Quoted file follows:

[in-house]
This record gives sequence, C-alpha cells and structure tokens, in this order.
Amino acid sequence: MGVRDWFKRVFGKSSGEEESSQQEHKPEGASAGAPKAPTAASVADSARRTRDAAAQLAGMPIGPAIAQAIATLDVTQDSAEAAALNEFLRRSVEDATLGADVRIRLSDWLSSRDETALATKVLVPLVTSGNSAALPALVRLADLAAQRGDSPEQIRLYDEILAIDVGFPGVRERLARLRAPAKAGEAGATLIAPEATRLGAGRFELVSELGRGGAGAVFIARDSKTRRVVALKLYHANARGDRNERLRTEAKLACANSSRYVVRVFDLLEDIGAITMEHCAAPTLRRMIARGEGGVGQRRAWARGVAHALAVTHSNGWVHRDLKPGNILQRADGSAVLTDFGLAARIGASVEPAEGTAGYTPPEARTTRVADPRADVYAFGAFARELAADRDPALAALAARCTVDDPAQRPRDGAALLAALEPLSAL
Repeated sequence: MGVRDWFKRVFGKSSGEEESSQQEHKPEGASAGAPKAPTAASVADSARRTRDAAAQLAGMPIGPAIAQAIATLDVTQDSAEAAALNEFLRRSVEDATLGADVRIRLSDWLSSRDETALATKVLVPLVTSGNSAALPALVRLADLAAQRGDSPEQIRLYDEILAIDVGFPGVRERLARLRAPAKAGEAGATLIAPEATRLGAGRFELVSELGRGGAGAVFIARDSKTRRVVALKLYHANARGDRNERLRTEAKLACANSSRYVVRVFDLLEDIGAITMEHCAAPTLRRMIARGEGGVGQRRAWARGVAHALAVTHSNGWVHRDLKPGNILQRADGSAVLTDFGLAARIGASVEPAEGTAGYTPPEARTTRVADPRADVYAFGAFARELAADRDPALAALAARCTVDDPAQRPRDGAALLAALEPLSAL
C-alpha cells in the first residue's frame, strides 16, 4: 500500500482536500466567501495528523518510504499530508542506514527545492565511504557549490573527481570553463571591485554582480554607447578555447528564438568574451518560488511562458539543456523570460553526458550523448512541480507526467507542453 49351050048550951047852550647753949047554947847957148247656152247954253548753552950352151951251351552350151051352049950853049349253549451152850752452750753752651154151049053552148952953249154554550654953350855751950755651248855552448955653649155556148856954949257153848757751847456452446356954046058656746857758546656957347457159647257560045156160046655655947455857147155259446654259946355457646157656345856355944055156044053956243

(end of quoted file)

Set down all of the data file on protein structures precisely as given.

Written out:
[in-house]
This record gives sequence, C-alpha cells and structure tokens, in this order.
Amino acid sequence: MGVRDWFKRVFGKSSGEEESSQQEHKPEGASAGAPKAPTAASVADSARRTRDAAAQLAGMPIGPAIAQAIATLDVTQDSAEAAALNEFLRRSVEDATLGADVRIRLSDWLSSRDETALATKVLVPLVTSGNSAALPALVRLADLAAQRGDSPEQIRLYDEILAIDVGFPGVRERLARLRAPAKAGEAGATLIAPEATRLGAGRFELVSELGRGGAGAVFIARDSKTRRVVALKLYHANARGDRNERLRTEAKLACANSSRYVVRVFDLLEDIGAITMEHCAAPTLRRMIARGEGGVGQRRAWARGVAHALAVTHSNGWVHRDLKPGNILQRADGSAVLTDFGLAARIGASVEPAEGTAGYTPPEARTTRVADPRADVYAFGAFARELAADRDPALAALAARCTVDDPAQRPRDGAALLAALEPLSAL
Repeated sequence: MGVRDWFKRVFGKSSGEEESSQQEHKPEGASAGAPKAPTAASVADSARRTRDAAAQLAGMPIGPAIAQAIATLDVTQDSAEAAALNEFLRRSVEDATLGADVRIRLSDWLSSRDETALATKVLVPLVTSGNSAALPALVRLADLAAQRGDSPEQIRLYDEILAIDVGFPGVRERLARLRAPAKAGEAGATLIAPEATRLGAGRFELVSELGRGGAGAVFIARDSKTRRVVALKLYHANARGDRNERLRTEAKLACANSSRYVVRVFDLLEDIGAITMEHCAAPTLRRMIARGEGGVGQRRAWARGVAHALAVTHSNGWVHRDLKPGNILQRADGSAVLTDFGLAARIGASVEPAEGTAGYTPPEARTTRVADPRADVYAFGAFARELAADRDPALAALAARCTVDDPAQRPRDGAALLAALEPLSAL
C-alpha cells in the first residue's frame, strides 16, 4: 500500500482536500466567501495528523518510504499530508542506514527545492565511504557549490573527481570553463571591485554582480554607447578555447528564438568574451518560488511562458539543456523570460553526458550523448512541480507526467507542453 49351050048550951047852550647753949047554947847957148247656152247954253548753552950352151951251351552350151051352049950853049349253549451152850752452750753752651154151049053552148952953249154554550654953350855751950755651248855552448955653649155556148856954949257153848757751847456452446356954046058656746857758546656957347457159647257560045156160046655655947455857147155259446654259946355457646157656345856355944055156044053956243